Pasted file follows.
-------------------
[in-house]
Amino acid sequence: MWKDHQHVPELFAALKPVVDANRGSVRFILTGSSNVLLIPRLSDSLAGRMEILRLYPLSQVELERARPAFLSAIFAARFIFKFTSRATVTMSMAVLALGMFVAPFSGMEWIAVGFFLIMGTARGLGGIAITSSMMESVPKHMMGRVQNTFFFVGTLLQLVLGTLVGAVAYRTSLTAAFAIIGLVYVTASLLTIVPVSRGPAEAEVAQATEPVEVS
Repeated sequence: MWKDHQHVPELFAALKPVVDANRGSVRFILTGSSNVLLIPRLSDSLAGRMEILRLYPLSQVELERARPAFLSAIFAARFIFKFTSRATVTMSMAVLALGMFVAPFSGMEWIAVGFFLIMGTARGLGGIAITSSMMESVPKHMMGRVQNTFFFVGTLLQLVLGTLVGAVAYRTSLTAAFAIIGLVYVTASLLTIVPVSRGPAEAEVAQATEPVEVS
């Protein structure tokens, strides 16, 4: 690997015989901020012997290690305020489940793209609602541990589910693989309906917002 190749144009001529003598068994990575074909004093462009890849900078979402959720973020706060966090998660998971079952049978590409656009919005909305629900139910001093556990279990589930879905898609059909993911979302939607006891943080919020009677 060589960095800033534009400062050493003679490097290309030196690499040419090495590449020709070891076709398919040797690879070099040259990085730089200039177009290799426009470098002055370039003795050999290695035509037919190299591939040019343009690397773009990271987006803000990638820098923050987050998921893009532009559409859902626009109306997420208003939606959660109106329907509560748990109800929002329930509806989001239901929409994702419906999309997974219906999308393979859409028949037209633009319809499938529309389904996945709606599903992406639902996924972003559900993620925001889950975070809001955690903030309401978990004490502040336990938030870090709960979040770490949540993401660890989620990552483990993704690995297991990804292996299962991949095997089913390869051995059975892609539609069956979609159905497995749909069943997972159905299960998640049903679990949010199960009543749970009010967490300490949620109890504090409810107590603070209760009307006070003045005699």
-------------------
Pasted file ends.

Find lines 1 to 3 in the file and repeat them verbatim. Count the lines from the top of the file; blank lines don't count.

[in-house]
Amino acid sequence: MWKDHQHVPELFAALKPVVDANRGSVRFILTGSSNVLLIPRLSDSLAGRMEILRLYPLSQVELERARPAFLSAIFAARFIFKFTSRATVTMSMAVLALGMFVAPFSGMEWIAVGFFLIMGTARGLGGIAITSSMMESVPKHMMGRVQNTFFFVGTLLQLVLGTLVGAVAYRTSLTAAFAIIGLVYVTASLLTIVPVSRGPAEAEVAQATEPVEVS
Repeated sequence: MWKDHQHVPELFAALKPVVDANRGSVRFILTGSSNVLLIPRLSDSLAGRMEILRLYPLSQVELERARPAFLSAIFAARFIFKFTSRATVTMSMAVLALGMFVAPFSGMEWIAVGFFLIMGTARGLGGIAITSSMMESVPKHMMGRVQNTFFFVGTLLQLVLGTLVGAVAYRTSLTAAFAIIGLVYVTASLLTIVPVSRGPAEAEVAQATEPVEVS